Blog | 25 June 2015

In the Balance of Probabilities

It’s official, summer is here and Wimbledon is just around the corner. Unless, of course, you live in Chessington, in which case it’s a short drive down the A3. Badum tish!

June is also the month of the longest day, the 21st, and Midsummer Day, the 24th, when in olden times people lit bonfires to strengthen the cooling sun as the days were about to get shorter. Thanks to the Environmental Protection Act, some people might object to all those bonfires today but we have also advanced enough to realise that a fire on the ground will have limited impact on an orb of burning gas 93 million miles away.

But in the balance of probabilities, the sun is most likely out, so grab yourself a mojito, a gin and tonic, or even a white wine spritzer and kick back to some Mungo Jerry, Don Henley, or even some Bananarama – all of whom wrote songs about summer. Oh, and enjoy this summery edition of Contentology.

Opinion

It’s well known that the hot weather brings something of the beast out in us. More bare flesh on show, raised hormones – and that’s just my mother. But this flirtatiousness doesn’t just apply to the other human beings, it is increasingly applying to brands. See what I did there.

Brand loyalty is once again in the spotlight as our fervent desire for constant acquisition gets questioned. After all, it’s cheaper to retain customers than acquire new ones, so lifetime value is where it’s at, and many of us can’t really understand why it wasn’t always so. But we have a problem. The digital generation, or perhaps more specifically the ‘Tinder’ generation, thrive on instant gratification and a multitude of choices. Engendering love and a meaningful brand relationship with that backdrop is not going to be easy.

 

Easy jet 660

 

Indeed, some recent research presented at Ad Week by Neil Davidson, executive planning director at Hey Human, suggested that while some brands do have a loyal customer base many of us now admit to having ‘flings’ with other brands. For example, while British Airways scores highly against loyalty, 75% of people define EasyJet as a ‘friend with benefits’. Apparently, consumers also increasingly have ‘secret relationships’ with brands like McDonald’s, which are viewed as guilty pleasures – although frequently seen as an absolute necessity when on the way home from a boozy night out.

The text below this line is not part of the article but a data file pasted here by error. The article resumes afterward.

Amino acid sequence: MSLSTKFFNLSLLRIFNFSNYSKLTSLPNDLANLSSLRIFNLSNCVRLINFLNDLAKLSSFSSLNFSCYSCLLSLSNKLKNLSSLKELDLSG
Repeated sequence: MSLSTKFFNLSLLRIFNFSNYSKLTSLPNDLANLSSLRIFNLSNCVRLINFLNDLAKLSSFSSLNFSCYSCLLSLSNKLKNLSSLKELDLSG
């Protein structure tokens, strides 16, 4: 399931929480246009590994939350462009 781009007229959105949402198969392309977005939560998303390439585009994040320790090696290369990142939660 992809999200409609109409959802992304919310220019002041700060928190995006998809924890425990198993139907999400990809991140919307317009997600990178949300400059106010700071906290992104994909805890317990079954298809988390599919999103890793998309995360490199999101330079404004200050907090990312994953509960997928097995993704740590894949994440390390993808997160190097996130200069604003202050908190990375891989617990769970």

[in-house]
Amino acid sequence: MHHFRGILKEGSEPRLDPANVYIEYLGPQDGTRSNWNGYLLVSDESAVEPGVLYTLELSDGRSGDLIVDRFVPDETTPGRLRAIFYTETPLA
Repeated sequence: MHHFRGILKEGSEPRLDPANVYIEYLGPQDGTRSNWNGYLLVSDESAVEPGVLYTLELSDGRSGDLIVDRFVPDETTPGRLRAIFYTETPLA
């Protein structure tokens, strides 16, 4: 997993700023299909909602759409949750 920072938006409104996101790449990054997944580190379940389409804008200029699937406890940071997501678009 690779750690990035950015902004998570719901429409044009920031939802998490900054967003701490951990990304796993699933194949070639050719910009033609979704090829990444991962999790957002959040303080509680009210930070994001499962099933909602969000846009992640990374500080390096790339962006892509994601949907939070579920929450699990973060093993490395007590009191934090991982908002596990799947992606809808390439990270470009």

One could argue that we humans are just behaving as nature intended. Looking for what suits us best in a particular moment. It’s just that with so many choices available and accessible in the moment, it’s inevitable that our heads are turned more often.

So what is to be done? Well, the technology genie is out off the bottle and there’s no going back. For society to become less consumerist and less demanding in the here and now, there would need to be a major shift in the world economy and consumer attitudes. Some might wish for it but honestly, it’s not going to happen next week.

But as marketers, we have no option but to embrace it. To use technology to help us deliver quality content, experiences and value to consumers wherever or whenever they are. To engender loyalty through more efficient delivery of what the consumer needs. One could argue that the main reason brand loyalty has dropped is because customer needs are not being met.

The customer is way ahead of us and it’s time we caught up.

Content we like

It’s summer and we are unashamedly picking some content with a sunny or summery vibe, so there.

Jose Cuervo

Margharita’s are definitely a drink for hot climes and to celebrate National Margarita Day in the US, Jose Cuervo launched a weather balloon carrying a shaker of tequila and margarita mix and sent it to space to be shaken and frozen – so last year, but hey.

‘Other brands have sent stuff into space, but we had a much better reason to do it: to literally freeze a margarita,’ said Tom Murphy, chief creative officer at McCann New York, without any irony, whatsoever.

The brand live-blogged the launch on Facebook and Tumblr before releasing this video.

Cheers

Sports England

It takes great research powers to find a sport-related example that isn’t Red Bull, but we think we’ve done it.

This Girl Can was a nationwide campaign by Sport England to inspire women and girls to get moving, get active and exercise. The campaign has a strong empowering message to feel comfortable working out regardless of shape, size or age while celebrating women in sport.

This Girl Can

Incorporating video and social media activity, the campaign has grown since its launch; the film on YouTube has been viewed more than 8 million times – It has also generated huge numbers of fans following the campaign on Facebook (226k+ likes), Twitter (66k followers) and Instagram (11k followers)

Women everywhere, we salute you.

Alex Marks
Alex Marks
Strategy Consultant

Alex supports the strategic development of River's business and acts as an experienced marketing partner for our client teams. He is a regular commentator, writer and conference speaker on a wide variety of digital,  marketing,  and content strategy issues.